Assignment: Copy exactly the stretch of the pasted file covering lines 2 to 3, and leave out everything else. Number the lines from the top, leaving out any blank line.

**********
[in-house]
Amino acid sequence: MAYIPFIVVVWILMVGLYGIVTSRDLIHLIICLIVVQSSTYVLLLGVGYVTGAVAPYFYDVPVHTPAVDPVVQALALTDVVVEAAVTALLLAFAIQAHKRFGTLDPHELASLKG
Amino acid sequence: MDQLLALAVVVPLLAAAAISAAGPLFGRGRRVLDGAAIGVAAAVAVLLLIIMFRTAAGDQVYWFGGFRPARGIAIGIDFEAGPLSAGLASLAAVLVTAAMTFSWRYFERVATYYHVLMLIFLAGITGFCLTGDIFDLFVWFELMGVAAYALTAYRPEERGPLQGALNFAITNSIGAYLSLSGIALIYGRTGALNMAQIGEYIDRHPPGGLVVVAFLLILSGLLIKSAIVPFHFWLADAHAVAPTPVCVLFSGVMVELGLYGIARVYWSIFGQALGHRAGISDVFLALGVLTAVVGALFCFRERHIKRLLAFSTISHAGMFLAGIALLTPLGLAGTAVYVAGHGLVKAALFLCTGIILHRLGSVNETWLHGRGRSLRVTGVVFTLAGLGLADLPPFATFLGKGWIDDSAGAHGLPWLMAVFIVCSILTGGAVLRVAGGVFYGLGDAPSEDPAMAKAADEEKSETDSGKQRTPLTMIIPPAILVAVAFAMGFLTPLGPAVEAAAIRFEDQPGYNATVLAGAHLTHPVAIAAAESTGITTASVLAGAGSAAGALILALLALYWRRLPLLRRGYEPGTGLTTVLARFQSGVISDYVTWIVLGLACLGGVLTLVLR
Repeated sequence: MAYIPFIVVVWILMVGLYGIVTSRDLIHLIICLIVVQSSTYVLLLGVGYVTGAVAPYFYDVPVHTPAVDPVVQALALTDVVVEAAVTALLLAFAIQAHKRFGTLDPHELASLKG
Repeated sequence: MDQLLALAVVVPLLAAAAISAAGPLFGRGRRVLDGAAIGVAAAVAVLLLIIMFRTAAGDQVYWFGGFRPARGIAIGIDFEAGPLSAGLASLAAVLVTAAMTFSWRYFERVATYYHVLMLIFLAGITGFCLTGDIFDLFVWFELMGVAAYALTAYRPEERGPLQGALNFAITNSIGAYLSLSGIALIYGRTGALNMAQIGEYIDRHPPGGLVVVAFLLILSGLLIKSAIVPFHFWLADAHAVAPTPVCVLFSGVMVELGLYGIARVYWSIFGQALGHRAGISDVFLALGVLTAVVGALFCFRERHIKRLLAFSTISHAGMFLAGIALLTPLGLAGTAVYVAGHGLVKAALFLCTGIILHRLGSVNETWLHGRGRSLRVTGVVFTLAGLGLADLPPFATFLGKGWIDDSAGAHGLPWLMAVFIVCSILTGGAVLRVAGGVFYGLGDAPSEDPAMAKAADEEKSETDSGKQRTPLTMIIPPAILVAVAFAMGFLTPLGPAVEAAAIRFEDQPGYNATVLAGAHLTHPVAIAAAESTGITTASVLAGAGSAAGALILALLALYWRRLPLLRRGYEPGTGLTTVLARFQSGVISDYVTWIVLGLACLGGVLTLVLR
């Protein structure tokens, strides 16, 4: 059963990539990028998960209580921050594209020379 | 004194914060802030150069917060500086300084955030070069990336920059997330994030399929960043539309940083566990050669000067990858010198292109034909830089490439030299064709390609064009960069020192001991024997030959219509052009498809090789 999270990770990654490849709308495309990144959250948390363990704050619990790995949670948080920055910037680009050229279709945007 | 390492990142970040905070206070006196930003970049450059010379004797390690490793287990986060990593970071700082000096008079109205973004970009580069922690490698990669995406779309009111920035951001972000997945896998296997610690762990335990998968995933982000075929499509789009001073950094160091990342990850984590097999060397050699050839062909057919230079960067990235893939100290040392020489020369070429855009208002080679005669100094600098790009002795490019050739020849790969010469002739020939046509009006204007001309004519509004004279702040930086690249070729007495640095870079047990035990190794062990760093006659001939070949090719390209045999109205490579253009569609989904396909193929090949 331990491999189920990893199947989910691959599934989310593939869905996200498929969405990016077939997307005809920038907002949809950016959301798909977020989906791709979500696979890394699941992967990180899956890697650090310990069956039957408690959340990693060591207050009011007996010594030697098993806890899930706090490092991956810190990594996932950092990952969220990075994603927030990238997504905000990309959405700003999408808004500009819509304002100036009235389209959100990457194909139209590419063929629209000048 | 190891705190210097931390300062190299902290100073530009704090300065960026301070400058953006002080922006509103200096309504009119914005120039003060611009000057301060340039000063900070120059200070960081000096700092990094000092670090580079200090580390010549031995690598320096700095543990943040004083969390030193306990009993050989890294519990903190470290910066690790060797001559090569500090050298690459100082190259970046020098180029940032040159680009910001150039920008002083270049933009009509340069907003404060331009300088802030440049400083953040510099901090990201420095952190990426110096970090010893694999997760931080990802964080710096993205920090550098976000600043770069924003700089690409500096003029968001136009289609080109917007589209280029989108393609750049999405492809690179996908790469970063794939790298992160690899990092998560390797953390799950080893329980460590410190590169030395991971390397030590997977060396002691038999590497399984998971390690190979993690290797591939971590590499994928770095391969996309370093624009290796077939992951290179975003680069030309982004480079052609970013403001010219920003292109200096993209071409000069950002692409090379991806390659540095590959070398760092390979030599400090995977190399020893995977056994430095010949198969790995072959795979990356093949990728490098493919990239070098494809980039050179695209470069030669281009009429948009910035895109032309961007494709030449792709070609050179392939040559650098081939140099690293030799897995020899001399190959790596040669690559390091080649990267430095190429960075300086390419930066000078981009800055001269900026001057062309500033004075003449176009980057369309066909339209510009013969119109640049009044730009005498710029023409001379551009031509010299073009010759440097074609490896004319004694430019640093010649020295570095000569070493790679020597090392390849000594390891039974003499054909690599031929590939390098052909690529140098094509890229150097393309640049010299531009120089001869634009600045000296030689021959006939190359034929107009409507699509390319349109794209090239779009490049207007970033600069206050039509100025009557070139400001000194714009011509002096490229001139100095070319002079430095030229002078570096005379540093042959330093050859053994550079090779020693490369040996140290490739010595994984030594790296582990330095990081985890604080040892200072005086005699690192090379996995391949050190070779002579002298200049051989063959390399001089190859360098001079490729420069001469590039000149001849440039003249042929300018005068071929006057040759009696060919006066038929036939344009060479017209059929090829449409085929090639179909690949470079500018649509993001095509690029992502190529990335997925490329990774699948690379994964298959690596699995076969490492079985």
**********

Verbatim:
Amino acid sequence: MAYIPFIVVVWILMVGLYGIVTSRDLIHLIICLIVVQSSTYVLLLGVGYVTGAVAPYFYDVPVHTPAVDPVVQALALTDVVVEAAVTALLLAFAIQAHKRFGTLDPHELASLKG
Amino acid sequence: MDQLLALAVVVPLLAAAAISAAGPLFGRGRRVLDGAAIGVAAAVAVLLLIIMFRTAAGDQVYWFGGFRPARGIAIGIDFEAGPLSAGLASLAAVLVTAAMTFSWRYFERVATYYHVLMLIFLAGITGFCLTGDIFDLFVWFELMGVAAYALTAYRPEERGPLQGALNFAITNSIGAYLSLSGIALIYGRTGALNMAQIGEYIDRHPPGGLVVVAFLLILSGLLIKSAIVPFHFWLADAHAVAPTPVCVLFSGVMVELGLYGIARVYWSIFGQALGHRAGISDVFLALGVLTAVVGALFCFRERHIKRLLAFSTISHAGMFLAGIALLTPLGLAGTAVYVAGHGLVKAALFLCTGIILHRLGSVNETWLHGRGRSLRVTGVVFTLAGLGLADLPPFATFLGKGWIDDSAGAHGLPWLMAVFIVCSILTGGAVLRVAGGVFYGLGDAPSEDPAMAKAADEEKSETDSGKQRTPLTMIIPPAILVAVAFAMGFLTPLGPAVEAAAIRFEDQPGYNATVLAGAHLTHPVAIAAAESTGITTASVLAGAGSAAGALILALLALYWRRLPLLRRGYEPGTGLTTVLARFQSGVISDYVTWIVLGLACLGGVLTLVLR